When applying the CIP rule under Incoterms 2010, seller was to take out insurance covering the goods according to Institute Cargo Clauses (C).
If the parties agree on the CIP rule under Incoterms 2020, seller is obliged to take out insurance covering the goods according to the more comprehensive Institute Cargo Clauses (A).
Please note that the parties may separately agree on a lower or higher level of insurance coverage.
In addition, when applying the Incoterms rules, the differences in requirements for insurance coverage under CIP and CIF should be taken into consideration. As stated above, under Incoterms 2020, seller will be obliged to take out insurance pursuant to Institute Cargo Clauses (A), if CIP is agreed between the parties. On the other hand, if the parties have agreed on CIF (Cost Insurance and Freight), seller is only obliged to take out insurance covering the goods pursuant to the less comprehensive Institute Cargo Clauses (C).
FCA (Free Carrier) and Bill of Lading
Incoterms rule FCA is applicable for all modes of transportation and implies that seller bears all costs up and until the goods have been loaded onboard the first means of transport and that risk is transferred to buyer as of the moment the goods are loaded onboard the means of transport.
When applying this Incoterms rule, the parties have often found it necessary to issue an onboard bill of lading documenting that the goods have been loaded onboard the means of transport. The FCA clause in Incoterms 2020 now states that buyer and seller can agree that buyer must request his carrier to issue a bill of lading to seller after the goods have been loaded, and that seller is obliged to hand over bill of lading to buyer.
The option of applying the outlined procedure is voluntary and must be agreed between the parties in the agreement.
As already mentioned, the new version of Incoterms contains several clarifications.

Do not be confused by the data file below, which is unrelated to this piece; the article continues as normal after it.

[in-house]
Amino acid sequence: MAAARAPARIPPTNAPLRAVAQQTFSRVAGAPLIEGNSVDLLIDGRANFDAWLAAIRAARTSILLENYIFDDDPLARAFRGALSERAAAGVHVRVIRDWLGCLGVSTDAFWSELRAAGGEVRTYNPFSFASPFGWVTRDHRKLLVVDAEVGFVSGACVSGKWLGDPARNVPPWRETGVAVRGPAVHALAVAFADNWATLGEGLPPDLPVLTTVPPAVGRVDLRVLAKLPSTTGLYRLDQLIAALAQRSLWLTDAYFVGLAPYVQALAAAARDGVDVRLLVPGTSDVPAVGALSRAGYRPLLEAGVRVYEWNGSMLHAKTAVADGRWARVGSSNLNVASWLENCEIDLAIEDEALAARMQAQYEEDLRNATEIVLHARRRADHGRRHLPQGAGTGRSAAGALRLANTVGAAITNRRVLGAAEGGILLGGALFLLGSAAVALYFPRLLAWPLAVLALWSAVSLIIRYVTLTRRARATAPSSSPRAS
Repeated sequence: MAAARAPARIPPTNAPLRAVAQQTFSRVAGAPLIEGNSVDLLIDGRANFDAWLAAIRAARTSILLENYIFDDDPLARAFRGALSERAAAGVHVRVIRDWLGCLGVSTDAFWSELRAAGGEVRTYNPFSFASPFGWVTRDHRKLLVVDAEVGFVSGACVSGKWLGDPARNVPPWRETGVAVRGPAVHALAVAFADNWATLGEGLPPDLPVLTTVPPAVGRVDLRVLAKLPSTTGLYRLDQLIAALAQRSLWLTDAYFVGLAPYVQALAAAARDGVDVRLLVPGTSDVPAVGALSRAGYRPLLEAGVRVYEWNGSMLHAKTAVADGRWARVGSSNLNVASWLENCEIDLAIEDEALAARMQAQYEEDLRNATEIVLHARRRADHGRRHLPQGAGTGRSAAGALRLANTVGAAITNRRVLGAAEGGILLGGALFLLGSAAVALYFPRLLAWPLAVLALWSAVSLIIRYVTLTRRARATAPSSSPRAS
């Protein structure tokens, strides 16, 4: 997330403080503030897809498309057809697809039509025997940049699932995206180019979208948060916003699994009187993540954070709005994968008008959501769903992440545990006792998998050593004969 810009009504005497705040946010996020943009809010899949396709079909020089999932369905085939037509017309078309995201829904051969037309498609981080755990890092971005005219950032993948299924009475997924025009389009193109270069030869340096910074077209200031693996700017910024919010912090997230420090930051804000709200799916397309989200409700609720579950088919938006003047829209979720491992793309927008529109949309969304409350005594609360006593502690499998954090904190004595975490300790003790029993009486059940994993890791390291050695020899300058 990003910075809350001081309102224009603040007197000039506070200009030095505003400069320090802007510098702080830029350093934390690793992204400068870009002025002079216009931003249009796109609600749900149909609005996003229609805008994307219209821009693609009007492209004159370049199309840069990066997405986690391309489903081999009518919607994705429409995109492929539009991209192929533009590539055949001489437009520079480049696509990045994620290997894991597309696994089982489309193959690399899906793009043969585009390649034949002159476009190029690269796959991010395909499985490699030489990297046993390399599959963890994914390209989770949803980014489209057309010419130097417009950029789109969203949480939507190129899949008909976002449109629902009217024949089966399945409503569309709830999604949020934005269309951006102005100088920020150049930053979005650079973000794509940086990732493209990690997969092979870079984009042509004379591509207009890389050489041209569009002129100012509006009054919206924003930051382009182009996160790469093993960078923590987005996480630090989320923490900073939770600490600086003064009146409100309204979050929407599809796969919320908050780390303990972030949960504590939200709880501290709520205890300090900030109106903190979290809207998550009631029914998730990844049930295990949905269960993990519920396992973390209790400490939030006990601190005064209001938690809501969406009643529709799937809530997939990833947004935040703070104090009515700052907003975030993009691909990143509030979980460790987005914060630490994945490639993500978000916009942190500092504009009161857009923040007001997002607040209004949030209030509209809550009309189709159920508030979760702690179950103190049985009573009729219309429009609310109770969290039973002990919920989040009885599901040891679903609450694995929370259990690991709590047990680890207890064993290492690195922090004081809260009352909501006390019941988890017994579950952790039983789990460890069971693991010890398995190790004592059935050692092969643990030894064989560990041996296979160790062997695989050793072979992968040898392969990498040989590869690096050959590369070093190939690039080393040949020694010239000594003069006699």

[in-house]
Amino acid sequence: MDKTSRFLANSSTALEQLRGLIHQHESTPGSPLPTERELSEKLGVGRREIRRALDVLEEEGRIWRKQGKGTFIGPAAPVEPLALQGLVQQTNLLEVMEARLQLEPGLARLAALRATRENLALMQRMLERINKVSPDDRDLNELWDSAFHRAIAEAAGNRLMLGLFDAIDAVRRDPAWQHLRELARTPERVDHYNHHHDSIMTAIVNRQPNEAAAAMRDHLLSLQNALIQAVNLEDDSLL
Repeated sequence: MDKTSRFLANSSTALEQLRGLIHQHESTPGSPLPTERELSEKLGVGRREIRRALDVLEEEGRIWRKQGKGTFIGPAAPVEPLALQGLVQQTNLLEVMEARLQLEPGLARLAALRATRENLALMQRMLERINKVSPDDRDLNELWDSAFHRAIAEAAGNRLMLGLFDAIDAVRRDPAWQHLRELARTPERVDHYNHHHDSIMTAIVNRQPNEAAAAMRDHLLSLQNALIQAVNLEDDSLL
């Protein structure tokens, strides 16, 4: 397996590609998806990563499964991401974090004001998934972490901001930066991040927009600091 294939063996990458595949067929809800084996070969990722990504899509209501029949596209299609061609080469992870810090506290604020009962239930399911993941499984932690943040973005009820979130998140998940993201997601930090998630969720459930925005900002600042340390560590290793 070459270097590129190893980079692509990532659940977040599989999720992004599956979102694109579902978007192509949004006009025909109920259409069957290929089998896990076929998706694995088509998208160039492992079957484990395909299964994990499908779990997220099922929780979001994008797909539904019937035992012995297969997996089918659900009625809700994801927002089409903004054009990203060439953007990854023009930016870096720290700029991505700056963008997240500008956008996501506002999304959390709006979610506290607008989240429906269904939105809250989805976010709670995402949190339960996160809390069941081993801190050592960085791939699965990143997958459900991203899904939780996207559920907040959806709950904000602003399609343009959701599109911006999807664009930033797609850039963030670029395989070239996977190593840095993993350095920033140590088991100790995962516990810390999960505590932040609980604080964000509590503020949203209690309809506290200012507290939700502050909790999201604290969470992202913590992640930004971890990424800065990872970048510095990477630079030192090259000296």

Among other things, it is now directly set out in Incoterms rules FCA (Free Carrier), DAP (Delivered at Place), DPU (Delivered at Place Unloaded) and DDP (Delivered Duty Paid) that transport does not necessarily have to be carried out by third parties, but can be carried out with own (i.e. seller’s or buyer’s) means of transport.
When do the new Incoterms 2020 apply?
Incoterms only apply if agreed between the parties to the agreement.
If a certain version of Incoterms is referred to in an agreement, Incoterms 2010 for example, then this version shall apply to the agreement. Modifications in consequence of the update to the 2020 version will therefore have no importance in such cases.
On the other hand, if no specific version of Incoterms is referred to in the agreement, it will be the most current version of Incoterms which will apply, i.e. Incoterms 2020.
Can we assist you?
Our experts are ready to assist you if you wish to learn more about the new Incoterms 2020, or if you require a review of the delivery terms in your agreements in order to clarify whether your company is applying the most beneficial delivery terms.
Anders Hedetoft, Partner
M, +45 3010 2210
Anna M. S. Skovsgaard, Attorney
M, +45 3010 0582